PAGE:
Appellants contend that the evidence shows nothing more than a constructive trust; that such a trust is born of fraud, and pre-supposes an adverse claim from its beginning, and that section 343 of the Code of Civil Procedure, which prescribes a four years' limitation, applies; and that, for the purpose of avoiding that section of the code, an express trust is set forth in the complaint.

         In this appellants are mistaken. The complaint alleges an agreement to sell and convey the property to the corporation for a certain quantity of stock, that the stock was delivered, but the conveyance was not executed. This constitutes a resulting trust, and differs from a constructive trust in that the latter is forced upon the conscience of the trustee against his will, and generally to prevent the consummation of a fraud; while an express trust differs from a resulting trust only in the manner in which it is proven; but, when proven, a resulting trust is enforced in the same manner as an express trust. (Love v. Watkins , 40 Cal. 547, 568; 6 Am. Rep. 624.) That a purchaser who has paid the purchase price may be barred of an action against the seller to enforce [53 P. 443] the trust resulting from such transaction is not doubted; but the statute will not begin to run so long as the purchaser is in possession; for if it would (as was stated in Love v. Watkins, supra ), "these curious results must follow: that the equitable owner of land is barred of his right while holding possession according to his right, and without an adverse claim or possession; and a person out of possession acquires title to real estate by the statute of limitations against a person in possession holding adversely.. .. And I have never yet met with a case, whatever the character of the trust, where the statute has been held to bar the rights of the beneficiary in favor of the trustee, when the beneficiary has continued in possession according to his right, and no adverse claim made by the trustee. Such a case would be at variance with the fundamental idea of statutes of limitation that possession draws to it, or rather extinguishes, all adverse claims and titles."          The court found that the plaintiff, in September, 1878, entered into full possession of the property and has held and retained possession of it from that time, and has never been dispossessed, and has every year since 1878 paid the taxes assessed thereon.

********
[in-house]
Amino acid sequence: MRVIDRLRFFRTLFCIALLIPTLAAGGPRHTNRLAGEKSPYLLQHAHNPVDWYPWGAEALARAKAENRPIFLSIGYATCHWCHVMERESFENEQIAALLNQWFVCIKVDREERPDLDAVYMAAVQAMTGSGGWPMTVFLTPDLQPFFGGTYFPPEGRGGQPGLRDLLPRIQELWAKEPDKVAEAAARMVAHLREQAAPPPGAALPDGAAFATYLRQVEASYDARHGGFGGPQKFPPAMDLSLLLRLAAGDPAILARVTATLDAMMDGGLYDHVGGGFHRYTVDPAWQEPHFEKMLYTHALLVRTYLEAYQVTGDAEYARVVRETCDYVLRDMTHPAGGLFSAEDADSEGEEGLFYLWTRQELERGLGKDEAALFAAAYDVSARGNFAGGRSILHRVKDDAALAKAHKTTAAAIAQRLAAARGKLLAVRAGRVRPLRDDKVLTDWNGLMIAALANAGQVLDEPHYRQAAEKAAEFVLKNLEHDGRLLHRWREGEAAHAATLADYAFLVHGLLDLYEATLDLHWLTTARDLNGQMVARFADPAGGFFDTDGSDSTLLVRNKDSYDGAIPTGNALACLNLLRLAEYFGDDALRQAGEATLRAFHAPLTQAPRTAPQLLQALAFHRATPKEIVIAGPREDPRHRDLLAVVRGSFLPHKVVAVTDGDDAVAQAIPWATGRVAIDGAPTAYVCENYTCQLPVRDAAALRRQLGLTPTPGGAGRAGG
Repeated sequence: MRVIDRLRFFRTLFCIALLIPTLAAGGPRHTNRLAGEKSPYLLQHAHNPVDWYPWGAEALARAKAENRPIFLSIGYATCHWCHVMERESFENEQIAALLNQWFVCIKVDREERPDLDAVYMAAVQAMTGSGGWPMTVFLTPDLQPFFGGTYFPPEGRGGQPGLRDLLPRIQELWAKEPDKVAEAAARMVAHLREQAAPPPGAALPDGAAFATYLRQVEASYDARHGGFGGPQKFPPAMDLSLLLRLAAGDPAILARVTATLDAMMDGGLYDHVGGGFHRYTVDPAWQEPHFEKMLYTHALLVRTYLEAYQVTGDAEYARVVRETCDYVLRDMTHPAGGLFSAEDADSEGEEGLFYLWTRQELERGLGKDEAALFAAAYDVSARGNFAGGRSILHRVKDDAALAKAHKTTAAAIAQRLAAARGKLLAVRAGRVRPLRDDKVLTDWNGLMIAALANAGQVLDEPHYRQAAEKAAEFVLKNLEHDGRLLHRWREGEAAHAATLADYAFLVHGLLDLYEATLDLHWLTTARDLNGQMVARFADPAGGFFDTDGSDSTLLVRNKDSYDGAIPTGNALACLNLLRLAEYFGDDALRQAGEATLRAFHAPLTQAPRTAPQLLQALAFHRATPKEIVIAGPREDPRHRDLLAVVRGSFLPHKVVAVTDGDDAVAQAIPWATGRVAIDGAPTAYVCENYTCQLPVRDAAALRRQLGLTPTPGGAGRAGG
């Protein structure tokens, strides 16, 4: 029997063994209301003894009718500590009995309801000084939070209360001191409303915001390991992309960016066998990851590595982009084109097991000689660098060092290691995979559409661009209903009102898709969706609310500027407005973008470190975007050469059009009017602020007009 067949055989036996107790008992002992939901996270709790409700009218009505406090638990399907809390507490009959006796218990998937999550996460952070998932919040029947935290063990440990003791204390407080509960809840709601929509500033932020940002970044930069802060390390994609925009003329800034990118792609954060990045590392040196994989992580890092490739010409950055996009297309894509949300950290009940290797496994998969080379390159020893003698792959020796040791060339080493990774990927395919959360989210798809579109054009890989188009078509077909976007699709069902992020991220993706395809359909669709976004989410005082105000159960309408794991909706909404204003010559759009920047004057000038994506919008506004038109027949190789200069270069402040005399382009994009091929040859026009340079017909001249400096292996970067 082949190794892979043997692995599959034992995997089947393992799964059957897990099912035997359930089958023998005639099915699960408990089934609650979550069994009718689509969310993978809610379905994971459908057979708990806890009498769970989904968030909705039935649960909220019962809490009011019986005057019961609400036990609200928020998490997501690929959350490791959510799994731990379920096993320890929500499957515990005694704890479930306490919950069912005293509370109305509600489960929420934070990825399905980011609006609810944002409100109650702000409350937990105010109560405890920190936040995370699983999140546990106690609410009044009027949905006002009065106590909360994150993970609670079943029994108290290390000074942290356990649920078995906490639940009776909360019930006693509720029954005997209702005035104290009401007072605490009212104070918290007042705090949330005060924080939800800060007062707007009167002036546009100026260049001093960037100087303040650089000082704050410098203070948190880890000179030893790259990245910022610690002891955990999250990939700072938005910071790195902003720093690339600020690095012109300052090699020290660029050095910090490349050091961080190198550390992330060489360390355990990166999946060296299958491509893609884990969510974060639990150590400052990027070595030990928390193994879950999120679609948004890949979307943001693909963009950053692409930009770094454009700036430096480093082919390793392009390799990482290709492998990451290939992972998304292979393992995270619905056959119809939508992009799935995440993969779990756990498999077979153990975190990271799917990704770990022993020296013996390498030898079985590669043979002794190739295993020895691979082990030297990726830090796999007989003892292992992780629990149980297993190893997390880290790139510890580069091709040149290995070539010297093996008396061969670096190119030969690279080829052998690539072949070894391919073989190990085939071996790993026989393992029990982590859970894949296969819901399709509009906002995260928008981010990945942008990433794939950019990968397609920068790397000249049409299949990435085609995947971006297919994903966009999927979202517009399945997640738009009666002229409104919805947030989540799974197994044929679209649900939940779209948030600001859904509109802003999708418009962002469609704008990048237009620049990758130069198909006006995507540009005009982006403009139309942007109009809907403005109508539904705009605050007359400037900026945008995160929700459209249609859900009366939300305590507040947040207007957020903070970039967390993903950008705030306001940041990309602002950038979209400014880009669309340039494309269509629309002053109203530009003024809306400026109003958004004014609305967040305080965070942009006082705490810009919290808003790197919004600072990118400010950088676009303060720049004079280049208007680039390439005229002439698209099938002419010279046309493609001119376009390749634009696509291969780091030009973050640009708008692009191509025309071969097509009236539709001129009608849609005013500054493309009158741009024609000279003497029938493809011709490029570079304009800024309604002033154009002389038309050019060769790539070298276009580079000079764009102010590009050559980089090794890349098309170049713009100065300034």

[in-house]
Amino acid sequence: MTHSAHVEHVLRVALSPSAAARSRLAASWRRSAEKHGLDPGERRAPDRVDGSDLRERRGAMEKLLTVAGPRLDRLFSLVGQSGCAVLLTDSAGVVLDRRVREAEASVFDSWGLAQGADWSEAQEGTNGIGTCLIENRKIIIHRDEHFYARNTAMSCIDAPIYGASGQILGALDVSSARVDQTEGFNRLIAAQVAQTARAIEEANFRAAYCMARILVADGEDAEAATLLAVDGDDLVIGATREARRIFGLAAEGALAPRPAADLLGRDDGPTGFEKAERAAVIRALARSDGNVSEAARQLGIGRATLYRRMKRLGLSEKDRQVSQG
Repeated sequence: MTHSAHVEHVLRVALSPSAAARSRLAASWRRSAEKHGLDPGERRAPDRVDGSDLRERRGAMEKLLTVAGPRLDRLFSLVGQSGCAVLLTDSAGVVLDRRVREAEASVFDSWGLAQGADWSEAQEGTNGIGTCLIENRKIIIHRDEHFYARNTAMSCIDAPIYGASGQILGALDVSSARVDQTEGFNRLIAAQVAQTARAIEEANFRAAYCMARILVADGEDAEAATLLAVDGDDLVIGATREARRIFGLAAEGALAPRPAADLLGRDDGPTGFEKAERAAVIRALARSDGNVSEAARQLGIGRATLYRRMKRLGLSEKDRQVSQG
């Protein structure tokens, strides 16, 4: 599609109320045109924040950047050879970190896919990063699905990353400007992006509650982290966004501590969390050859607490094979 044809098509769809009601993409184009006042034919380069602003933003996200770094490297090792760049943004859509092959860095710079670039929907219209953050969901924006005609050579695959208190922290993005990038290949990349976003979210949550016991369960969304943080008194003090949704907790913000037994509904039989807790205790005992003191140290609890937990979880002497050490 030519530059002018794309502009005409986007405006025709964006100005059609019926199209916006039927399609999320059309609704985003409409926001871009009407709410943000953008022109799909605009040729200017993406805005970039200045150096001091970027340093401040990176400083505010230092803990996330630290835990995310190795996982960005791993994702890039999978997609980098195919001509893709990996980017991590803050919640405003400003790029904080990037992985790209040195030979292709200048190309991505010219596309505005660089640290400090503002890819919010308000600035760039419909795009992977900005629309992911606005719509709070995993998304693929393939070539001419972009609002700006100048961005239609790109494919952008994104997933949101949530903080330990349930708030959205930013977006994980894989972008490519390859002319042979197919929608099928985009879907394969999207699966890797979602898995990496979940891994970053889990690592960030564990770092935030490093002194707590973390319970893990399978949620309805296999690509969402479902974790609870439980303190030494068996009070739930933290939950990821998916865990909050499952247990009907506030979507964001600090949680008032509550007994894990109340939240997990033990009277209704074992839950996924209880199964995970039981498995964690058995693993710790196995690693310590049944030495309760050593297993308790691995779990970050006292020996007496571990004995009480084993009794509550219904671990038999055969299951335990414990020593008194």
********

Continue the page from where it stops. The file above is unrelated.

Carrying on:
It is contended that the finding that plaintiff has been in possession ever since 1878 is not justified by the evidence. There is some conflict in the evidence upon this point, but I think there is sufficient to sustain the finding.

         In the finding that plaintiff has had possession ever since 1878 there is an exception of a small portion of the surface, a lot of about one hundred and thirty by two hundred and twenty feet, which was conveyed by the corporation to Thomas Scadden on May 6, 1889, the deed conveying only the right to the surface, and reserving all rights for mining purposes. This deed was recorded at the request of Thomas Scadden a few days thereafter.

         The occupation of this lot, which was fully described, was under the title created by it, and could not be adverse, but, on the contrary, was an acknowledgment of the ownership and right of the corporation.